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Trigonometry in daily ultrasound practice

Critical Care201822:356

  • Received: 13 November 2018
  • Accepted: 28 November 2018
  • Published:

The original article was published in Critical Care 2018 22:292

We have read with interest the editorial by Piton et al. [1] regarding application of Pythagoras’ theorem in central venous cannulation. Geometry is at the base of our daily life and we should apply his theorems and axioms to obtain the best result in our daily practice.

We believe that trigonometry is another important branch of geometry in addition to Pythagoras’ theorem that has to be taken into consideration while performing invasive procedures under ultrasound guidance. Sine, cosine and tangent are the basis of trigonometry, they represent the ratio between the sides of a right-angled triangle. Sin(α) is the ratio between side B and the hypotenuse (H) (Fig. 1), Cos(α) is the ratio between side A and the hypotenuse (H), and Tan(α) is the ratio between side B and side A. It is important to note that, for a given angle α, the ratio between the sides is unconnected from the triangle size.
Fig. 1
Fig. 1

Internal jugular vein ultrasound anatomy. H hypotenuse; A and B are catheti of the triangle

As already stated by Piton [1], in our ultrasound daily practice, we constantly build right-angled triangles: the hypotenuse is the needle route, side A is the distance measured on the skin between needle insertion point and target projection on the skin, and side B is the depth of the target.

Side B is determined by the patient’s anatomy and the operator cannot modify it. As reported by Schulman et al. [2], needle/skin angulation between 30° and 45° is considered to be ideal while performing ultrasound procedure.

Trigonometry is helpful in determining which targets can be reached with such needle angulation. At 45° angulation tan(α) is equal to 1, meaning that side A and side B have to be equal. For example, if our target jugular internal vein is 2 cm deep, the needle has to be inserted 2 cm from the target. Generalizing, we have a good needle visualization whenever Tan(α) ≤ 1 with side B equal to or shorter than side A.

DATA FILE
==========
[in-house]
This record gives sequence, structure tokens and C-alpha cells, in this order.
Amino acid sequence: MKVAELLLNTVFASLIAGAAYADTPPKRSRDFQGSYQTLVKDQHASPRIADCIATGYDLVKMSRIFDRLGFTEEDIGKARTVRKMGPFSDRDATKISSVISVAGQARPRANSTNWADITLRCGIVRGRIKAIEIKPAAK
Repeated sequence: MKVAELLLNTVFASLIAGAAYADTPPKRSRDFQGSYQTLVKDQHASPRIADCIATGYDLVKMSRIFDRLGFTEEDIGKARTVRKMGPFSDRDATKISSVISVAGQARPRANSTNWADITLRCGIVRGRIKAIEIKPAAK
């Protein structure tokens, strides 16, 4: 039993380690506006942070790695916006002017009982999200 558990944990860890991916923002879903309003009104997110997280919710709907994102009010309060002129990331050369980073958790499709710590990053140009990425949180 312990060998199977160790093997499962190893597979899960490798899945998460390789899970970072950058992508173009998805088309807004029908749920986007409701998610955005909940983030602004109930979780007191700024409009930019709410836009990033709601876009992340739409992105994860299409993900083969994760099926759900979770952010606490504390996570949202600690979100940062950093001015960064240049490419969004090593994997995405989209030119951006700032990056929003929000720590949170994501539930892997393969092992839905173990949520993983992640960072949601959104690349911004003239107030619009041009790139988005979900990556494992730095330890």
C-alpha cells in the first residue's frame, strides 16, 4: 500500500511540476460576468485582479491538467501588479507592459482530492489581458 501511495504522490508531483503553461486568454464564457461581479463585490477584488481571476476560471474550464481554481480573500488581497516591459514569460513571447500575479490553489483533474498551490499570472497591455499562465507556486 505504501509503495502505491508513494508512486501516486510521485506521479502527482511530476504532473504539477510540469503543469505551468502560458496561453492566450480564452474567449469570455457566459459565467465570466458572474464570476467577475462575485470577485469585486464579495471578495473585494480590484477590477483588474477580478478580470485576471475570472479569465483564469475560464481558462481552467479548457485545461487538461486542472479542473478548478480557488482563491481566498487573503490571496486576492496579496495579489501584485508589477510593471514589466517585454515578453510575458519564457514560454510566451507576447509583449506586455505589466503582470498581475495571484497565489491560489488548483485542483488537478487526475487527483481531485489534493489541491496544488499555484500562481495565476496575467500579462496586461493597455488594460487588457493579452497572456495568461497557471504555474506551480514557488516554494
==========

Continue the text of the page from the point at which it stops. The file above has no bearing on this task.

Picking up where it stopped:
In conclusion, physicians have to take into account target depth while choosing the ultrasound linear probe of appropriate size to be able to visualize all needle routes and the needle skin entrance site.







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Authors’ contributions

ADC, LS, and MC wrote the manuscript and created the figure. The authors read and approved the final version of the manuscript.

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The authors declare that they have no competing interests.

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Authors’ Affiliations

Department of Medicine - DIMED, Section of Anesthesiology and Intensive Care, University of Padova, Via V. Gallucci, 13, 35121 Padova, Italy


  1. Piton G, Capellier G, Winiszewski H. Ultrasound-guided vessel puncture:Calling for Pythagoras’ help. Crit Care. 2018;22:292.View ArticleGoogle Scholar
  2. Schulman PM, Gerstein NS, Merkel MJ, Braner DA, Tegtmeyer K. Ultrasound-guided cannulation of the subclavian vein. N Engl J Med. 2018;379(1):e1.View ArticleGoogle Scholar


© The Author(s). 2018